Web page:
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the Israeli–Palestinian conflict
The two-state solution refers to a solution of the Israeli–Palestinian conflict currently under discussion, which calls for "two states for two peoples." The two-state solution envisages an independent State of Palestine alongside the State of Israel, west of the Jordan River. The boundaries between the two states is still subject to dispute and negotiation, with Palestinian and Arab leadership insisting on the "1967 borders", which is not accepted by Israel. The territory of the former Mandate Palestine which shall not form part of the Palestinian State, shall be part of Israeli territory.
The framework of the solution is set out in UN resolutions on the "Peaceful settlement of the question of Palestine", going back to 1974. The resolution calls for "two States, Israel and Palestine … side by side within secure and recognized borders" together with "a just resolution of the refugee question in conformity with UN resolution 194". The borders of the state of Palestine are "based on the pre-1967 borders". The latest resolution in November 2013 was passed 165 to 6, with 6 abstentions. The countries voting against were Canada, Israel, Federated States of Micronesia, Marshall Islands, Palau and the United States.
Over the years, polls have consistently shown "respectable Israeli and Palestinian majorities in favor of a negotiated two-state settlement."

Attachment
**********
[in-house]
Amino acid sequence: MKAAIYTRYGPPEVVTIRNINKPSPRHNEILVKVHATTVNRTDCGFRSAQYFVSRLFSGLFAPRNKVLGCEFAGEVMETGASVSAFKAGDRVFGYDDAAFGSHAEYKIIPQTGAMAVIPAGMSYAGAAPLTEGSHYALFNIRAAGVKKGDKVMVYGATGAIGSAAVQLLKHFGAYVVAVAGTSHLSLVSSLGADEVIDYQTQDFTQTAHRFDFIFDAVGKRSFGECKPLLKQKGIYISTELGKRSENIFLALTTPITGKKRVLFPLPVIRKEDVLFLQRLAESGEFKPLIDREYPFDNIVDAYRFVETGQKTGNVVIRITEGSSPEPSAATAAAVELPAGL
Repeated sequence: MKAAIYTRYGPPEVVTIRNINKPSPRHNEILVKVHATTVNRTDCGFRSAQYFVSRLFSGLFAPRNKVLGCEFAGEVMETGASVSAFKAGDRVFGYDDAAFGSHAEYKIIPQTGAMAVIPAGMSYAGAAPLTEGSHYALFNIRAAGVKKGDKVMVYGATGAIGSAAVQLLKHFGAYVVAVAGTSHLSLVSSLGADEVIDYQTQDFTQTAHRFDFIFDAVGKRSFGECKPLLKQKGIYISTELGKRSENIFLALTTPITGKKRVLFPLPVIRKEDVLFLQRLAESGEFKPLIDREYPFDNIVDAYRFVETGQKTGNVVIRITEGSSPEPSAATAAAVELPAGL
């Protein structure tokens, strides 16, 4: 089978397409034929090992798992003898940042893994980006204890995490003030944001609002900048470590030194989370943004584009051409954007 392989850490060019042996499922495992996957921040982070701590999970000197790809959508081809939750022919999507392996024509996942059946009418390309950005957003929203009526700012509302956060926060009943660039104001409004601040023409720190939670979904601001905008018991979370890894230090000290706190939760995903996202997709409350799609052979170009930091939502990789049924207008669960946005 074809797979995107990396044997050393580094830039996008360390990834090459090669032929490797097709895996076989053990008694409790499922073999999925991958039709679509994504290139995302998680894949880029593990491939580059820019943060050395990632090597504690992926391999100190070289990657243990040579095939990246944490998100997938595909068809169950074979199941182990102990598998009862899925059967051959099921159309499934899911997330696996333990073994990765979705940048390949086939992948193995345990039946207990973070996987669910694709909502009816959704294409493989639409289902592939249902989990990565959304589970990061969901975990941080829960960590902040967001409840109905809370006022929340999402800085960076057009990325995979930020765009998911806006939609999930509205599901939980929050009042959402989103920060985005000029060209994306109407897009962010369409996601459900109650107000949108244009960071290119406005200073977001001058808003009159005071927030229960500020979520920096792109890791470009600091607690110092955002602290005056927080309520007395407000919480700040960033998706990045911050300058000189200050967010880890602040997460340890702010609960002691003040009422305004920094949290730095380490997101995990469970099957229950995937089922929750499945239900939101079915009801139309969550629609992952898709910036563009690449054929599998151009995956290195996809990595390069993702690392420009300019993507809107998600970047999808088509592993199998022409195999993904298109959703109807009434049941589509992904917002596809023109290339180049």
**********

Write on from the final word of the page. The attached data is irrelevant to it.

There have been many diplomatic efforts to realize a two state solution, starting from the 1991 Madrid Conference. There followed the 1993 Oslo accords and the failed 2000 Camp David summit followed by the Taba negotiations in early 2001. In 2002, the Arab League proposed the Arab Peace Initiative. The latest initiative, which also failed, was the 2013–14 peace talks.
- 1 History of the two-state solution
- 2 Diplomatic efforts
- 3 Viability
- 4 Settlements in the West Bank
- 5 Public opinion in Israel and Palestine
- 6 Other solutions
- 7 See also
- 8 References
- 9 Further reading
- 10 External links
History of the two-state solution
The first proposal for the creation of Jewish and Arab states in the British Mandate of Palestine was made in the Peel Commission report of 1937, with the Mandate continuing to cover only a small area containing Jerusalem. The recommended partition proposal was rejected by the Arab community of Palestine, and was accepted by most of the Jewish leadership.
Partition was again proposed by the 1947 UN Partition plan for the division of Palestine. It proposed a three-way division, again with Jerusalem held separately, under international control. The partition plan was accepted by the Jewish leadership. However, the plan was rejected by the leadership of Arab nations and the Palestinian leadership at the time, which opposed any partition of Palestine and any independent Jewish presence in the area. The 1948 Arab-Israeli War for control of the disputed land broke out on the end of the British Mandate, which came to an end with the 1949 Armistice Agreements. The war resulted in the fleeing or expulsion of 711,000 Palestinians, which the Palestinians call Nakba, from the territories which became the state of Israel.